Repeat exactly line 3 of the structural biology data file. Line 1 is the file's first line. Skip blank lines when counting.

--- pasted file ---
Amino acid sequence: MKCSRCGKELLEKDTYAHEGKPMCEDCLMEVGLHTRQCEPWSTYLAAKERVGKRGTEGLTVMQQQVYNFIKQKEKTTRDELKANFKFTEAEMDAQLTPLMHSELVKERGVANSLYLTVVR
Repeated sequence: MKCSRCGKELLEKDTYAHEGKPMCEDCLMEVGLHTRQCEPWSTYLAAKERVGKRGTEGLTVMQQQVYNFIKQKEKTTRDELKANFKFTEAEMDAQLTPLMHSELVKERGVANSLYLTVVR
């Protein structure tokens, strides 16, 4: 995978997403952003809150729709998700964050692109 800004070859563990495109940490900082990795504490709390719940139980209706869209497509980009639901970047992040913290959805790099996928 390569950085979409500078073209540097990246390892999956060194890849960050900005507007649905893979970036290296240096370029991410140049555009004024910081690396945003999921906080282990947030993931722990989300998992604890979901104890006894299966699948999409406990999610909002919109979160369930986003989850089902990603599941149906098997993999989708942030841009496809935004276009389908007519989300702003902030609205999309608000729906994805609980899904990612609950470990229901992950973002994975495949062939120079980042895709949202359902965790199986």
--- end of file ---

């Protein structure tokens, strides 16, 4: 995978997403952003809150729709998700964050692109 800004070859563990495109940490900082990795504490709390719940139980209706869209497509980009639901970047992040913290959805790099996928 390569950085979409500078073209540097990246390892999956060194890849960050900005507007649905893979970036290296240096370029991410140049555009004024910081690396945003999921906080282990947030993931722990989300998992604890979901104890006894299966699948999409406990999610909002919109979160369930986003989850089902990603599941149906098997993999989708942030841009496809935004276009389908007519989300702003902030609205999309608000729906994805609980899904990612609950470990229901992950973002994975495949062939120079980042895709949202359902965790199986």